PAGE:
Dead Rhetoric: Are you happy with the reception so far?

Dialith: We’ve loved the positive feedback from not only our family and friends, but new fans as well. We can’t wait to bring everyone more!

Dead Rhetoric: There are three songs on the EP, but scrolling through your Facebook it appears you have more written. Any plans for future material?

Dialith: Absolutely! We’re planning on releasing our first full-length next year, and 7 songs are already written. There’s going to be all kinds of different experiences we want to bring to people, with a ballad, folk elements, and even more symphonic compositions. What we’re most excited is the final song, which will be an extended grand finale to close off the album with a high-concept storyline and a full orchestral score. We’re keeping the specific details of that song under wraps for now.

Dead Rhetoric: There’s a lyric video for “Quiver of Deception” that was just released. Any particular meaning to the mirrors that are seen throughout the video?

Dialith: We gave the video maker creative freedom, allowing their own interpretation of the lyrics to come to life. The floating mirrors tie into the words “smoke and mirrors breathe”, which deals with deception and self-reflection.

Dead Rhetoric: What are some of the band’s goals at the moment?

Dialith: Now that Mark and Charlie have joined us, we have a full lineup for the first time ever! Our top priority is to book some shows throughout the rest of the year and build our fanbase. Once the new year rolls around we will focus on writing and recording for the full-length album.

Dead Rhetoric: What do you think is the toughest part about being a young band trying to get their music out there today?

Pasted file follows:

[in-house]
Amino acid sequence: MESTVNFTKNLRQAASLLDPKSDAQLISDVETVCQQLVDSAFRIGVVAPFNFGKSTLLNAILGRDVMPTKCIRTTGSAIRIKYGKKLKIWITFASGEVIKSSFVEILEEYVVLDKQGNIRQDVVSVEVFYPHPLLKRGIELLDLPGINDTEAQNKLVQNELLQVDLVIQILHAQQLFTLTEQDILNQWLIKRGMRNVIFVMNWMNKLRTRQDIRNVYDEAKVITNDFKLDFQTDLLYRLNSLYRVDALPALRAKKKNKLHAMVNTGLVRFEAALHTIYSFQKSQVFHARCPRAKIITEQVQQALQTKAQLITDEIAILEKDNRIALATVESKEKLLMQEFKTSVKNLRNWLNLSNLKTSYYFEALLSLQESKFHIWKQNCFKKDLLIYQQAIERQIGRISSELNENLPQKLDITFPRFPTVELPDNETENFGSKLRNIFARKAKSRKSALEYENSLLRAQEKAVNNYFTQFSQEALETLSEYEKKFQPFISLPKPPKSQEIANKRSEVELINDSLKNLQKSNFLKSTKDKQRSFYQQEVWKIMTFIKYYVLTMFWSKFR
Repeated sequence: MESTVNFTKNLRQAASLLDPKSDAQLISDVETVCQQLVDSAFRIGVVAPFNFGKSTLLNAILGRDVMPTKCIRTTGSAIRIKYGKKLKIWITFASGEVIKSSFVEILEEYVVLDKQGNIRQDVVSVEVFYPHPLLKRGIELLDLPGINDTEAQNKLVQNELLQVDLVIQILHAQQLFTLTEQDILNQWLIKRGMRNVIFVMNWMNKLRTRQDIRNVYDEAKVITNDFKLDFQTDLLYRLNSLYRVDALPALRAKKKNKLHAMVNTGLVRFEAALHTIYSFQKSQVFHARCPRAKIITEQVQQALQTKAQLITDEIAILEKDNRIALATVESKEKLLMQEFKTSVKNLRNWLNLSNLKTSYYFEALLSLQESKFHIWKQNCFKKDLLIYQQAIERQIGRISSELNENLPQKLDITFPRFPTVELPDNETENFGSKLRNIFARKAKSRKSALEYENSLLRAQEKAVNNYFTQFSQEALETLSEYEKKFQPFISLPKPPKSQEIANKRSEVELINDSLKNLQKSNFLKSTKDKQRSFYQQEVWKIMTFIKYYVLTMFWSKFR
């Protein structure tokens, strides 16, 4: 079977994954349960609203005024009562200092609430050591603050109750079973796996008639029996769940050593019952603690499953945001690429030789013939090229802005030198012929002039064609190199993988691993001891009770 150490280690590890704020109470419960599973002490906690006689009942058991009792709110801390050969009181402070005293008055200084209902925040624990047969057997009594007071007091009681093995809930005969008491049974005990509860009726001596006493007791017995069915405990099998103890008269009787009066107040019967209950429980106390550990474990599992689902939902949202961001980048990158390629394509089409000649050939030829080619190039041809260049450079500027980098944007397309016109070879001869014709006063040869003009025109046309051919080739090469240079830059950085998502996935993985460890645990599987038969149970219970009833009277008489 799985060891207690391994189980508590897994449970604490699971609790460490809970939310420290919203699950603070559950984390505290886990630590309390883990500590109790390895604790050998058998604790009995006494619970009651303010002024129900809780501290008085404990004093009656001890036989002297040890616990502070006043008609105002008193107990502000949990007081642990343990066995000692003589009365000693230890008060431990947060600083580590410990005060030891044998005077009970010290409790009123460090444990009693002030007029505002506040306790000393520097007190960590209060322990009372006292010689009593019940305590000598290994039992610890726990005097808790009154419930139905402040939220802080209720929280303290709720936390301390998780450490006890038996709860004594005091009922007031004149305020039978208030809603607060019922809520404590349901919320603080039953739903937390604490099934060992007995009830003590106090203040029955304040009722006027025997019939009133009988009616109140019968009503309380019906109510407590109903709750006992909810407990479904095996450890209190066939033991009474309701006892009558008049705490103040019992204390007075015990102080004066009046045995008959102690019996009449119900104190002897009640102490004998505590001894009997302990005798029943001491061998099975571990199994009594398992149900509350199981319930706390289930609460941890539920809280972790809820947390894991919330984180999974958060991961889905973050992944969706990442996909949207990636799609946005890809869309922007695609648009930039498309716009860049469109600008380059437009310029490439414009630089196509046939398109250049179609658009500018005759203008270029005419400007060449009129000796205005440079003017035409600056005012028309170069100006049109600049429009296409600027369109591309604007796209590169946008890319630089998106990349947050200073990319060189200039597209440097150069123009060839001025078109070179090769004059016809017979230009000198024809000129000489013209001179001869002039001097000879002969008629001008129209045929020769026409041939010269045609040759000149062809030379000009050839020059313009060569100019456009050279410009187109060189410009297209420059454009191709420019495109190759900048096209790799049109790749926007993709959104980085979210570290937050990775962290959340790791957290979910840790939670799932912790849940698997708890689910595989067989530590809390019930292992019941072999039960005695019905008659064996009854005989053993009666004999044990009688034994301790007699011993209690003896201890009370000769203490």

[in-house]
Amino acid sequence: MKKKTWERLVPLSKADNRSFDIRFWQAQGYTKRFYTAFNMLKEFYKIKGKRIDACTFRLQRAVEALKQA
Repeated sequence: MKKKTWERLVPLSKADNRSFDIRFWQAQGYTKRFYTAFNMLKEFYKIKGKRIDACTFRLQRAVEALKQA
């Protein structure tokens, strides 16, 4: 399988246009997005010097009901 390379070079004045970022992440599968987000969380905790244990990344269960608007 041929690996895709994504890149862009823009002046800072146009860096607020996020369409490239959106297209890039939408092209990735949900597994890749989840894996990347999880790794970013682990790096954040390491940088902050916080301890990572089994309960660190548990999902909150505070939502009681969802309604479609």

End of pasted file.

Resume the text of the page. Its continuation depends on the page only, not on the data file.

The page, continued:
Dialith: New bands have a tough time getting by without connections, and we have to compete with other forms of entertainment such as Netflix and video games when trying to draw a crowd for a live show.

Dead Rhetoric: On the other hand, do you feel that services like Bandcamp and YouTube have been an easier way to get your music out there?

Dialith: Bandcamp has been a tremendous boon to us, it allows us to easily distribute our music to the world and we’ve had strangers across the globe stumble upon us using Bandcamp’s ‘Discover’ feature. For other bands, YouTube has allowed individuals to build a fanbase through other means than just releasing music, such as Ola Englund with his gear demos, or Jared Dines with his comedy videos. By providing a ‘service’ in a way to their fans, they have been able to funnel that following into very successful musical careers. It’s an exciting, changing world for music!

Dead Rhetoric: What’s Dialith up to in the next six months or so?

Dialith: You’ll be able to catch us live hopefully as early as September! We’re talking with promoters in the tri-state area as well as New England and we’re eager to hit the road.

Dialith on Facebook